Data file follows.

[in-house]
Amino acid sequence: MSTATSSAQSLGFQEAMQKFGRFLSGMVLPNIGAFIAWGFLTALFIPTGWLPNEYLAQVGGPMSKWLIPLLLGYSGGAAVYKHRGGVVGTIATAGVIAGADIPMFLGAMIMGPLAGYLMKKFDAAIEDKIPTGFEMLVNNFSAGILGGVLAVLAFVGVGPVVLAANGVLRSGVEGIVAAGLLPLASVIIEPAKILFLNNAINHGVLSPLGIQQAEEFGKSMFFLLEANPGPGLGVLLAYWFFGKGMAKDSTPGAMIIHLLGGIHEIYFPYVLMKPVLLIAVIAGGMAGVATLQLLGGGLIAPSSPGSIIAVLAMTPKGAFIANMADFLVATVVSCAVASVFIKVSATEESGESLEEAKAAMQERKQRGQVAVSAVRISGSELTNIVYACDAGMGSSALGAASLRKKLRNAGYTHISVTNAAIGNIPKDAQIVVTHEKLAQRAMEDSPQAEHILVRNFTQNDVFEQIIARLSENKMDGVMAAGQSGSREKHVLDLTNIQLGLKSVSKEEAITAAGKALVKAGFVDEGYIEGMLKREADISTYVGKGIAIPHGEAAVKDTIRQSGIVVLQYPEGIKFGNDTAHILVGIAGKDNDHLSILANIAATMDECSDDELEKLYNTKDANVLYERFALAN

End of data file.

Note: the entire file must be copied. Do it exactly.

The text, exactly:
[in-house]
Amino acid sequence: MSTATSSAQSLGFQEAMQKFGRFLSGMVLPNIGAFIAWGFLTALFIPTGWLPNEYLAQVGGPMSKWLIPLLLGYSGGAAVYKHRGGVVGTIATAGVIAGADIPMFLGAMIMGPLAGYLMKKFDAAIEDKIPTGFEMLVNNFSAGILGGVLAVLAFVGVGPVVLAANGVLRSGVEGIVAAGLLPLASVIIEPAKILFLNNAINHGVLSPLGIQQAEEFGKSMFFLLEANPGPGLGVLLAYWFFGKGMAKDSTPGAMIIHLLGGIHEIYFPYVLMKPVLLIAVIAGGMAGVATLQLLGGGLIAPSSPGSIIAVLAMTPKGAFIANMADFLVATVVSCAVASVFIKVSATEESGESLEEAKAAMQERKQRGQVAVSAVRISGSELTNIVYACDAGMGSSALGAASLRKKLRNAGYTHISVTNAAIGNIPKDAQIVVTHEKLAQRAMEDSPQAEHILVRNFTQNDVFEQIIARLSENKMDGVMAAGQSGSREKHVLDLTNIQLGLKSVSKEEAITAAGKALVKAGFVDEGYIEGMLKREADISTYVGKGIAIPHGEAAVKDTIRQSGIVVLQYPEGIKFGNDTAHILVGIAGKDNDHLSILANIAATMDECSDDELEKLYNTKDANVLYERFALAN